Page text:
Hey, you know what’s awesome? Boba Guys reopened their Hayes Valley flagship this week, and not a moment too soon, because the boba fans were desperate for milky teas and chewy pearls. You know what else? The guys also just released a new cookbook, simply titled, The Boba Book. Does anyone need a boba cookbook, haters may ask? Well, why the fuck not! Bay Area eaters are obsessed with this beverage and might get a kick out of concocting cool drinks at home. But also, tea books are always interesting because they’re infused with culture. And boba in particular is a super fun mashup of a sweet snack and different influences.
Boba Guys slid into the local snack scene nearly ten years ago, starting as a pop-up out of Ken Ken Ramen in 2011, and making it permanent on 19th and Valencia in 2013. The concept was wildly popular, tapping into bubble tea nostalgia, but improving on the ingredient list, with quality tea leaves, organic milk, and from-scratch syrups — no fake powders — ordered to specified sweetness level. Boba fans sucked it in, and the business blew up. The guys now have nine locations in the San Francisco Bay Area, as well as outposts in LA and New York. These days, they’re known for drinks with colorful layers, from dirty horchata to strawberry matcha, and exciting toppings, from grass jelly to egg pudding.
Co-founders and co-authors Andrew Chau and Bin Chen kind of read like epic nerds (guys, guys, we mean this as a compliment). They met playing ping pong, bonded over boba YouTube videos, and their writing style includes C++ jokes and Drake quotes. They did pull in a co-writer, as many chef-owners do for these book projects, and say up front that Richard Parks III was the “
white right voice to pair with our Asian-ness” because they specifically wanted to speak to a broader audience. The guys claim, “There’s never been a book about boba from a mainstream Western publisher. You’re reading the first one.” (At a glance, there are other boba books on Amazon, but they don’t appear to be from big-name publishers.)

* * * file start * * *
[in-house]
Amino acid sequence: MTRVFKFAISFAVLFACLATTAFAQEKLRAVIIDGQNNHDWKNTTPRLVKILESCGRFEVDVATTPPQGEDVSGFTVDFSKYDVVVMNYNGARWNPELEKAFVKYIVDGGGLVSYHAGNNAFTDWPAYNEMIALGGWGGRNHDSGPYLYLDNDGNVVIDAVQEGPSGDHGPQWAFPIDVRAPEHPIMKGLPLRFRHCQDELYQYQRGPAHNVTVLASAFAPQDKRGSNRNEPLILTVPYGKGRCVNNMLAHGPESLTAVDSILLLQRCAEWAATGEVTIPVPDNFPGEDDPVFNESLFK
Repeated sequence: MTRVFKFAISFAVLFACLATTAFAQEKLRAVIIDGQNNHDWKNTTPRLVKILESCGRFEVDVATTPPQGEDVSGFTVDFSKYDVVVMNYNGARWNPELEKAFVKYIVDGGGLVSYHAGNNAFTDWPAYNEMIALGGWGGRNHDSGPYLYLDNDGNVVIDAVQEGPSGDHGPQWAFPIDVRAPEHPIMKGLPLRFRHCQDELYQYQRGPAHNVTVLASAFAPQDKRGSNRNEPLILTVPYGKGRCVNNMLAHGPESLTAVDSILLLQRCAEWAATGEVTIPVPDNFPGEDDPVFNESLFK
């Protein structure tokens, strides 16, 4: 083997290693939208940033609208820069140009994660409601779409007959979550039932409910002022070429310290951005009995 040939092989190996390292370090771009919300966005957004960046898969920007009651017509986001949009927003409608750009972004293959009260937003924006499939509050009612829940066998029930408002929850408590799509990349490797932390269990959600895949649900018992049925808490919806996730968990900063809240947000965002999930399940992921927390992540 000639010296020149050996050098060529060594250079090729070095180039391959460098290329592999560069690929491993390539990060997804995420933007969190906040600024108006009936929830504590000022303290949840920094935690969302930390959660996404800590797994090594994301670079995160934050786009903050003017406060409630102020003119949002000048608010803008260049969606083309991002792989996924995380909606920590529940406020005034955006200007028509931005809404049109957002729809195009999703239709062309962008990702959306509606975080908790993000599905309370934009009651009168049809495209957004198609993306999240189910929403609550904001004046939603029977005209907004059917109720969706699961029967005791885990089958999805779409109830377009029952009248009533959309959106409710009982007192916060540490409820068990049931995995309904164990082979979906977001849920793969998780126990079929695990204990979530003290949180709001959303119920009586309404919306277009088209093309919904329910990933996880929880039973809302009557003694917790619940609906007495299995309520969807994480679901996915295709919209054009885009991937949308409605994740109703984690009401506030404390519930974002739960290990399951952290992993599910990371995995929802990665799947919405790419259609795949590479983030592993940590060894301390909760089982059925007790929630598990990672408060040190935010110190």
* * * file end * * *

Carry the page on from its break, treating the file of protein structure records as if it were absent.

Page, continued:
Boba fans will get the recipes for classic milk tea, matcha lattes, Thai iced tea, and Vietnamese iced coffee, so for anyone with one of those go-to orders, who’s always wondered how to make it at home, those are trusty recipes to come back to again and again. The most thrilling read might be the chapter on toppings, with a wild array of jellies, puddings, and pearls. There is a primer on how to simmer the boba pearls themselves and capture “the feeling of QQ,” when the balls are silky on the outside but still chewy at center. Many of the specialty drinks call on multiple sub recipes, and some do call for special equipment, like spice grinders and fine-mesh sieves. But this isn’t a collection of quick and easy chicken recipes. It’s a nerd out for boba fans.
True to the brand, the design and illustrations are minimal and thoughtful, with touches of millennial pink and line-drawn illustrations, which let the drinks pop, with their multi-layered colors, pretty pearls, and slow pours. The design captures conversations between the co-authors in blue and green text bubbles, bouncing through the text like a chat with friends. There are some indulgences for first-time authors, with digressions in the intro and headnotes that run long. Regardless, it’s fascinating to trace the journey of this wildly popular drink, from the first tea grown in the East, to sweetening with milk and sugar in the UK, to slipping in a few pearls in Taiwan in the ‘80s, and finally, bouncing back to become an Asian-American cultural sensation in the Bay. And it’s fun to hear it from these guys! Our own locals, who are playing with different flavors and toppings for a long line of diverse people in San Francisco today.